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Friday, 31 December 2010

Last Post of the Year

In the previous post I mentioned Shab-e Yalda, the Iranian winter festival that was celebrated last week. This is a pre-Islamic festival, dating back to the worship of the ancient god Mithra, or Mehr, whose birth was celebrated at the beginning of winter. The worship of Mithra travelled west and became firmly established throughout the Roman Empire, reaching as far as the British Isles. In fact, the foundations of a small temple to Mithra are still visible a small distance from the Bank underground station in the city of London.

As Christianity supplanted older religions, the celebration of the birth of Mithra, which bore the promise of summer and light at the darkest time of the year was replaced by the celebration of Christ’s birth, at roughly the same time, and the promise of victory of good (light) over evil (darkness).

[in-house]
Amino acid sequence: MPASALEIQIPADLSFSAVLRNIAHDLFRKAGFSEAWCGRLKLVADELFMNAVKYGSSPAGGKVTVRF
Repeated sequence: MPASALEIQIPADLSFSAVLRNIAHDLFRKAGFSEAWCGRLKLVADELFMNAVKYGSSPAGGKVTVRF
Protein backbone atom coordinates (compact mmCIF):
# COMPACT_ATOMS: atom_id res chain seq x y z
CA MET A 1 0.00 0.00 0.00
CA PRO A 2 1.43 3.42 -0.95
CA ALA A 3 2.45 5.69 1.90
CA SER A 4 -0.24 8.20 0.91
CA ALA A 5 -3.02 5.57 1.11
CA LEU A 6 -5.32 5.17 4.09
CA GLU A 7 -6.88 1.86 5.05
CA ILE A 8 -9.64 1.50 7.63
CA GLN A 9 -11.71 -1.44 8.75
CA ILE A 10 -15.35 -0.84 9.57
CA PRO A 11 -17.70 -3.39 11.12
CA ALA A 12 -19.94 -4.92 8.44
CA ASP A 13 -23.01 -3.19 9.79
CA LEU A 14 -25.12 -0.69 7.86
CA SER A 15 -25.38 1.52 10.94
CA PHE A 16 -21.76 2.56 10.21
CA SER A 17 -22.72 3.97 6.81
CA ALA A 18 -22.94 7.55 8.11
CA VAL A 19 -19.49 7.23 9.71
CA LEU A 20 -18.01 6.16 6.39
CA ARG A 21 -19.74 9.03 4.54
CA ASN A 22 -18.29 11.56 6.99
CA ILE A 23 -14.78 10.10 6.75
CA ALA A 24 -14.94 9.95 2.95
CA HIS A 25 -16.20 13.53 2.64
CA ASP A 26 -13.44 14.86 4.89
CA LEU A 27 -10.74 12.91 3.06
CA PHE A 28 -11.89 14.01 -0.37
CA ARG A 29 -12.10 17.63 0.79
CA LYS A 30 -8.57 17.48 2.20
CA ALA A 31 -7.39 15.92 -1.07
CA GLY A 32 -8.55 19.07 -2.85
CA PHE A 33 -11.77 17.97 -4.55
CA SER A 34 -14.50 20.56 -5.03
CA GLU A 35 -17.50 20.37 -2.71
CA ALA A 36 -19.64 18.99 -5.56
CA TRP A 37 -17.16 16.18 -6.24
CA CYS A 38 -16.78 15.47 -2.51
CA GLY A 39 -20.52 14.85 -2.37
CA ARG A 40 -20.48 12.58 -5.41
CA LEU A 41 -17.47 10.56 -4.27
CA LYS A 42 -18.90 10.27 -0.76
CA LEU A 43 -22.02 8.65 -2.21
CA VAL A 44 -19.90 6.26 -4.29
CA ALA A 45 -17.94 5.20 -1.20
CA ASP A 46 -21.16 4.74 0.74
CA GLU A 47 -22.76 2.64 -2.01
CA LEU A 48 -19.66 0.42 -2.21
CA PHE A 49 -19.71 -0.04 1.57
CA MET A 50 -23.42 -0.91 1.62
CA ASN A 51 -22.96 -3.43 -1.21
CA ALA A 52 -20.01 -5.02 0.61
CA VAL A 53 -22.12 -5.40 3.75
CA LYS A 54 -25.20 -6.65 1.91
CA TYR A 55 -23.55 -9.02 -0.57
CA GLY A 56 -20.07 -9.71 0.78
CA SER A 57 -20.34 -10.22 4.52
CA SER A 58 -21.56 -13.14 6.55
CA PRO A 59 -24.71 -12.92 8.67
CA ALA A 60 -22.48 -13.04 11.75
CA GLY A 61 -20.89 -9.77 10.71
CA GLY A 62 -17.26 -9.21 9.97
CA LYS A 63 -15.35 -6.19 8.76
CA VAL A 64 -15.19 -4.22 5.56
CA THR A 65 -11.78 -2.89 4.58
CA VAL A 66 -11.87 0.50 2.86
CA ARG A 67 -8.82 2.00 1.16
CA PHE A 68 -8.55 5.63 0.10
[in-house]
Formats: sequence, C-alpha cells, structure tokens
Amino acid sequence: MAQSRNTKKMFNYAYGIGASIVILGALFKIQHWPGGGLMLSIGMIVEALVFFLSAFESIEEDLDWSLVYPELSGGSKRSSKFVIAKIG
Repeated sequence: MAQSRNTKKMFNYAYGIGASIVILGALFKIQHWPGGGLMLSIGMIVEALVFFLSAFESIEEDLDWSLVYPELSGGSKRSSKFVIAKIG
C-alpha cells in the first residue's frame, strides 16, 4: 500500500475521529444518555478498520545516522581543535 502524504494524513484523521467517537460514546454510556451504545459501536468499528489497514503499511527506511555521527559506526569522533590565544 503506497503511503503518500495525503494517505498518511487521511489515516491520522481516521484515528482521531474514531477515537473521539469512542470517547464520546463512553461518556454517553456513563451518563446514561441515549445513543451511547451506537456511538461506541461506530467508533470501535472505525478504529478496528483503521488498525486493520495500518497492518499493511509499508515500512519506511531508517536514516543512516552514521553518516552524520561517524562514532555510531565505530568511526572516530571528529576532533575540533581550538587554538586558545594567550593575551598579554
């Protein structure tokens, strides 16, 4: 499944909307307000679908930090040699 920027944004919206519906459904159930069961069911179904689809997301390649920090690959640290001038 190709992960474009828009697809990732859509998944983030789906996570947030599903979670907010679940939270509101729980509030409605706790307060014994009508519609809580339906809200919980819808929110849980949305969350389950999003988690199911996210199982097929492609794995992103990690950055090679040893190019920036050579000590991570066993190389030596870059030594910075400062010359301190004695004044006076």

At the threshold of the New Year, I end this year of posts with a reminder of how people and their feasts are much closer that we think at first sight, and with the wish that the New Year will bring us all much closer.

All the best in the New Year, but above all, health, prosperity and peace.

Thursday, 23 December 2010

The Shortest Night of the Year

With the sincere hope that this will be the last of the long story of my incapacity, I add this short vignette I witnessed, or rather listened in, It took place on the eve of the 22 December, or Shab-e Yalda, the longest night of the year. On this night Iranians gather in their elders’ houses, munching nuts, eating carefully preserved watermelon (the promise of summer) and reading poems by Hafez, the 13th century mystic poet.